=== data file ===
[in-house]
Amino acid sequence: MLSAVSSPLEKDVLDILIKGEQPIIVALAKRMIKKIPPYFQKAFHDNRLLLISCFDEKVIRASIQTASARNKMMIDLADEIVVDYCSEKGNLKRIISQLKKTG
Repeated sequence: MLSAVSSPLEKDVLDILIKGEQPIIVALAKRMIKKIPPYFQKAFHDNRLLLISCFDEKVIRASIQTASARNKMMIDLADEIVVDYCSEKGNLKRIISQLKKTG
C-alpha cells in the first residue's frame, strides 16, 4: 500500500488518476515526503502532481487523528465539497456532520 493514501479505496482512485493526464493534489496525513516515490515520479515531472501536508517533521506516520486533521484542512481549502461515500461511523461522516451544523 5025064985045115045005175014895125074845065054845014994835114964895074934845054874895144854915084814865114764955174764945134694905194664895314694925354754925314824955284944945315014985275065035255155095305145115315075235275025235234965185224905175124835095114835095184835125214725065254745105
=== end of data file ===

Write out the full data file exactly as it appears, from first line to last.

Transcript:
[in-house]
Amino acid sequence: MLSAVSSPLEKDVLDILIKGEQPIIVALAKRMIKKIPPYFQKAFHDNRLLLISCFDEKVIRASIQTASARNKMMIDLADEIVVDYCSEKGNLKRIISQLKKTG
Repeated sequence: MLSAVSSPLEKDVLDILIKGEQPIIVALAKRMIKKIPPYFQKAFHDNRLLLISCFDEKVIRASIQTASARNKMMIDLADEIVVDYCSEKGNLKRIISQLKKTG
C-alpha cells in the first residue's frame, strides 16, 4: 500500500488518476515526503502532481487523528465539497456532520 493514501479505496482512485493526464493534489496525513516515490515520479515531472501536508517533521506516520486533521484542512481549502461515500461511523461522516451544523 5025064985045115045005175014895125074845065054845014994835114964895074934845054874895144854915084814865114764955174764945134694905194664895314694925354754925314824955284944945315014985275065035255155095305145115315075235275025235234965185224905175124835095114835095184835125214725065254745105